Tips for staying healthy after being treated for cancer
30 Mar 2016 - 18:46
By Suzanne Allard Levingston
A diagnosis of cancer is shocking news, but it can create a teachable moment for the patient. "Think about what changes do I need to make to improve my chances of survival and to improve my overall well-being and my ability to cope with my disease," suggests Kevin Stein, director of the American Cancer Society's behavioral research center.
Cancer patients first go through a period where rest is critical: the intensive phase of treatment such as surgery or chemotherapy. At this time, it's important to follow the advice of your oncologist and other providers of medical care, said Linda Nebeling, deputy associate director of the behavioral research program at the National Cancer Institute.
The changes that survivors need to make after treatment are mostly the common-sense steps for good health that are suggested for a variety of conditions. Many groups offer diet and exercise recommendations similar to the following, from the American Cancer Society's "Lifestyle Changes That Make a Difference," a guide for patients, and "Nutrition and Physical Activity Guidelines for Cancer Survivors."
- Get to and stay at a healthy weight.
The ACS recommends limiting high-calorie foods and drinks and getting more active. Aim to get your BMI in a healthy range.
- Be active on a regular basis.
Return to normal activities as soon as your doctor says it's okay, and exercise at least 150 minutes a week. Include at least two days of strength training. Check with your doctor before beginning any program.
The exercise that helps cancer survivors doesn't require them to become marathon runners, Nebeling says. Experts recommend starting slowly with controlled exercise such as riding a stationary bike and using hand weights, gradually building up to more cardiovascular-related gym activities. "We're training you so you don't waste and lose muscle mass," Nebeling said. Exercise helps maintain muscle strength and capacity for balance. It reduces fatigue and keeps energy levels up "so that your body stays healthy," she said.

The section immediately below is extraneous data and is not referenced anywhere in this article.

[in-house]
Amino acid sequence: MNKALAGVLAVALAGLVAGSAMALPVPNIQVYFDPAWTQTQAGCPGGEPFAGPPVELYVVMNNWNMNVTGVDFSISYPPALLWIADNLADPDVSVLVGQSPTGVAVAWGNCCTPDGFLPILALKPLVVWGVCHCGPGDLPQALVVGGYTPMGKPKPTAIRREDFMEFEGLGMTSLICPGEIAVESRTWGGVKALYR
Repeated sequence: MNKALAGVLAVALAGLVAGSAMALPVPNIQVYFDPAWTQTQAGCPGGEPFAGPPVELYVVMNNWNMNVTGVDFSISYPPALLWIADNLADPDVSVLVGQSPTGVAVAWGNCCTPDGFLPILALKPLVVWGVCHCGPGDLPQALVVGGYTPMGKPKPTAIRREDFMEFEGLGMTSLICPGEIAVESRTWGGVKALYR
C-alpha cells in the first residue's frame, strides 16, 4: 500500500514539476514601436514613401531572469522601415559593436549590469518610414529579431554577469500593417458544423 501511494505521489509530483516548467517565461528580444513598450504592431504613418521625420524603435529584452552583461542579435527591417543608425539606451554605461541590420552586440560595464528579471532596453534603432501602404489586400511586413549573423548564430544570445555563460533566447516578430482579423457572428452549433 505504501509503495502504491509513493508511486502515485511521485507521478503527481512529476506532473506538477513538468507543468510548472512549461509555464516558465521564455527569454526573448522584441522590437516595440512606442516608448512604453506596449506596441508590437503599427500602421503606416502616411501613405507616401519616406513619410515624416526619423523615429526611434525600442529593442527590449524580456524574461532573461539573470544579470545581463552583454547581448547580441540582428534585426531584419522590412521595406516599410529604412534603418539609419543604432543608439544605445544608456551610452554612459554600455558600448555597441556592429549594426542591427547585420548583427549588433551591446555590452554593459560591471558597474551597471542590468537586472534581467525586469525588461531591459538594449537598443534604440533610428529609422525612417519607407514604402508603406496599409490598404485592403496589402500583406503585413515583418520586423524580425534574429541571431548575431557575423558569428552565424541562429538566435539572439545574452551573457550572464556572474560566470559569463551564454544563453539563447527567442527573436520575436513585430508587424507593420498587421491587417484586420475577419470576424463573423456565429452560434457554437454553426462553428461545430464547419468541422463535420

- Eat a variety of foods.
Aim for 2 1/2 cups or more of fruits and vegetables daily. Choose whole grains. Limit red and processed meat.
Cancer survivors should enjoy what they eat and cook with foods from their local markets, said Cheryl Rock, a professor of family medicine and public health at the University of California at San Diego School of Medicine.
Healthy food can be tasty, she said. Ingredients provide zip: Instead of pepperoni on a pizza, use sun-dried tomatoes for added flavor. Instead of croutons on a salad, try roasted walnuts for crunchy satisfaction. Slivered almonds or mustard perk up fish.
Survivors can also eat healthier by adding ingredients to their regular diets: fruit on cereal or veggies added to the pasta that you order out.
- Avoid alcohol consumption.
National Cancer Institute, cancercontrol.cancer.gov/ocs.
American Cancer Society, cancer.org/treatment.
American Institute for Cancer Research, aicr.org/patients-survivors/aicrs-guidelines-for-cancer.html
National Coalition for Cancer Survivorship, canceradvocacy.org.
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